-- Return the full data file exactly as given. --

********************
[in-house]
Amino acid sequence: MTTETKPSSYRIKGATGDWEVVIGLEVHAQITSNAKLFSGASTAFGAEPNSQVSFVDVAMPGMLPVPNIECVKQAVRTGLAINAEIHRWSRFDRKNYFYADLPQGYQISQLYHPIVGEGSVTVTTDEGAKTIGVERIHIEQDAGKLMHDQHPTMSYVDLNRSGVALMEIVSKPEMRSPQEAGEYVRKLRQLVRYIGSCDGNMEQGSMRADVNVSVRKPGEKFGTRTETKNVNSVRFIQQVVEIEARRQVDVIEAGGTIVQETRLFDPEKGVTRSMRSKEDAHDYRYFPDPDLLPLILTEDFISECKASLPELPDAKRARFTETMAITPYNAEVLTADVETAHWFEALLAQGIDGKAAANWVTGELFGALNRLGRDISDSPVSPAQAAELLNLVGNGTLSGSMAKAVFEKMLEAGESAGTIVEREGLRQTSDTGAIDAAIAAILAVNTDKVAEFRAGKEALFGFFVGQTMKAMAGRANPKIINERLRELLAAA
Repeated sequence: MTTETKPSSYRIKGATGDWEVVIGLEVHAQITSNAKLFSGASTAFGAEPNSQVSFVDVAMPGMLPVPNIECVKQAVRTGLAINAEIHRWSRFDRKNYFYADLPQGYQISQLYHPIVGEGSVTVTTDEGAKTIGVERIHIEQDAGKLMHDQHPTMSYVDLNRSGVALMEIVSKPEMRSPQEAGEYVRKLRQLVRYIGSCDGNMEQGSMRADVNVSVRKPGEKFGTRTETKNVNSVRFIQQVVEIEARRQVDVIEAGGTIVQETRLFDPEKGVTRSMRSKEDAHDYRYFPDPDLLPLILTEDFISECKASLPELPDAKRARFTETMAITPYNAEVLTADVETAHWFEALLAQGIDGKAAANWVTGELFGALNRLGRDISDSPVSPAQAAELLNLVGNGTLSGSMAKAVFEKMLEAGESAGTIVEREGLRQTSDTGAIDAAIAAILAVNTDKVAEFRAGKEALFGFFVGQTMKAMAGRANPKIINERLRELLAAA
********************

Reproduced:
[in-house]
Amino acid sequence: MTTETKPSSYRIKGATGDWEVVIGLEVHAQITSNAKLFSGASTAFGAEPNSQVSFVDVAMPGMLPVPNIECVKQAVRTGLAINAEIHRWSRFDRKNYFYADLPQGYQISQLYHPIVGEGSVTVTTDEGAKTIGVERIHIEQDAGKLMHDQHPTMSYVDLNRSGVALMEIVSKPEMRSPQEAGEYVRKLRQLVRYIGSCDGNMEQGSMRADVNVSVRKPGEKFGTRTETKNVNSVRFIQQVVEIEARRQVDVIEAGGTIVQETRLFDPEKGVTRSMRSKEDAHDYRYFPDPDLLPLILTEDFISECKASLPELPDAKRARFTETMAITPYNAEVLTADVETAHWFEALLAQGIDGKAAANWVTGELFGALNRLGRDISDSPVSPAQAAELLNLVGNGTLSGSMAKAVFEKMLEAGESAGTIVEREGLRQTSDTGAIDAAIAAILAVNTDKVAEFRAGKEALFGFFVGQTMKAMAGRANPKIINERLRELLAAA
Repeated sequence: MTTETKPSSYRIKGATGDWEVVIGLEVHAQITSNAKLFSGASTAFGAEPNSQVSFVDVAMPGMLPVPNIECVKQAVRTGLAINAEIHRWSRFDRKNYFYADLPQGYQISQLYHPIVGEGSVTVTTDEGAKTIGVERIHIEQDAGKLMHDQHPTMSYVDLNRSGVALMEIVSKPEMRSPQEAGEYVRKLRQLVRYIGSCDGNMEQGSMRADVNVSVRKPGEKFGTRTETKNVNSVRFIQQVVEIEARRQVDVIEAGGTIVQETRLFDPEKGVTRSMRSKEDAHDYRYFPDPDLLPLILTEDFISECKASLPELPDAKRARFTETMAITPYNAEVLTADVETAHWFEALLAQGIDGKAAANWVTGELFGALNRLGRDISDSPVSPAQAAELLNLVGNGTLSGSMAKAVFEKMLEAGESAGTIVEREGLRQTSDTGAIDAAIAAILAVNTDKVAEFRAGKEALFGFFVGQTMKAMAGRANPKIINERLRELLAAA